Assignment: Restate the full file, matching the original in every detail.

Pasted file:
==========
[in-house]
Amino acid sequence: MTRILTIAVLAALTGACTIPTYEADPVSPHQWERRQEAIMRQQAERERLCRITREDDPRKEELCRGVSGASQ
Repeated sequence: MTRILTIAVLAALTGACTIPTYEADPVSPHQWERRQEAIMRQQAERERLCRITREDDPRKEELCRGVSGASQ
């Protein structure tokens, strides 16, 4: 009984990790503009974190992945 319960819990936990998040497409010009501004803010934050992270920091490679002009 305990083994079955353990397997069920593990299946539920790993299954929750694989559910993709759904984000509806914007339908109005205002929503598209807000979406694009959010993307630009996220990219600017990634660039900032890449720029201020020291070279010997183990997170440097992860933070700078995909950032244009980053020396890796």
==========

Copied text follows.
[in-house]
Amino acid sequence: MTRILTIAVLAALTGACTIPTYEADPVSPHQWERRQEAIMRQQAERERLCRITREDDPRKEELCRGVSGASQ
Repeated sequence: MTRILTIAVLAALTGACTIPTYEADPVSPHQWERRQEAIMRQQAERERLCRITREDDPRKEELCRGVSGASQ
């Protein structure tokens, strides 16, 4: 009984990790503009974190992945 319960819990936990998040497409010009501004803010934050992270920091490679002009 305990083994079955353990397997069920593990299946539920790993299954929750694989559910993709759904984000509806914007339908109005205002929503598209807000979406694009959010993307630009996220990219600017990634660039900032890449720029201020020291070279010997183990997170440097992860933070700078995909950032244009980053020396890796």